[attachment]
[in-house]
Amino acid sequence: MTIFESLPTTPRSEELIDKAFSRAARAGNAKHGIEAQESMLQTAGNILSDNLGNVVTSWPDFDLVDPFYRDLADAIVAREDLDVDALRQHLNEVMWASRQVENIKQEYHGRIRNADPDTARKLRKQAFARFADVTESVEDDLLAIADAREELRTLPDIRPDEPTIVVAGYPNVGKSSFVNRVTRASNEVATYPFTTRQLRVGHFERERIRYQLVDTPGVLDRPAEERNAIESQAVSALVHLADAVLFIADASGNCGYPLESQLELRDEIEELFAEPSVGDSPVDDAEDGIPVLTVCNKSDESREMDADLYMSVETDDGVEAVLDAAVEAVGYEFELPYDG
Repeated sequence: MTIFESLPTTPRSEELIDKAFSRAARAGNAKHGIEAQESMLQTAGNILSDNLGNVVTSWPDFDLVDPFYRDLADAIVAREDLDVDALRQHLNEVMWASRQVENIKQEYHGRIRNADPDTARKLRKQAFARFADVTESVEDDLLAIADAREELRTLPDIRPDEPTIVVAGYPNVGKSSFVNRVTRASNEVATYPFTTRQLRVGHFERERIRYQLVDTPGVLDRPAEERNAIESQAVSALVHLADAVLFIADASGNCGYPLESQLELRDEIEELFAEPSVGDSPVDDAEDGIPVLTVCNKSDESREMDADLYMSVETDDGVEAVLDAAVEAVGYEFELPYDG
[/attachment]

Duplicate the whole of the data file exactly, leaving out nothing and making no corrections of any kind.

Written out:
[in-house]
Amino acid sequence: MTIFESLPTTPRSEELIDKAFSRAARAGNAKHGIEAQESMLQTAGNILSDNLGNVVTSWPDFDLVDPFYRDLADAIVAREDLDVDALRQHLNEVMWASRQVENIKQEYHGRIRNADPDTARKLRKQAFARFADVTESVEDDLLAIADAREELRTLPDIRPDEPTIVVAGYPNVGKSSFVNRVTRASNEVATYPFTTRQLRVGHFERERIRYQLVDTPGVLDRPAEERNAIESQAVSALVHLADAVLFIADASGNCGYPLESQLELRDEIEELFAEPSVGDSPVDDAEDGIPVLTVCNKSDESREMDADLYMSVETDDGVEAVLDAAVEAVGYEFELPYDG
Repeated sequence: MTIFESLPTTPRSEELIDKAFSRAARAGNAKHGIEAQESMLQTAGNILSDNLGNVVTSWPDFDLVDPFYRDLADAIVAREDLDVDALRQHLNEVMWASRQVENIKQEYHGRIRNADPDTARKLRKQAFARFADVTESVEDDLLAIADAREELRTLPDIRPDEPTIVVAGYPNVGKSSFVNRVTRASNEVATYPFTTRQLRVGHFERERIRYQLVDTPGVLDRPAEERNAIESQAVSALVHLADAVLFIADASGNCGYPLESQLELRDEIEELFAEPSVGDSPVDDAEDGIPVLTVCNKSDESREMDADLYMSVETDDGVEAVLDAAVEAVGYEFELPYDG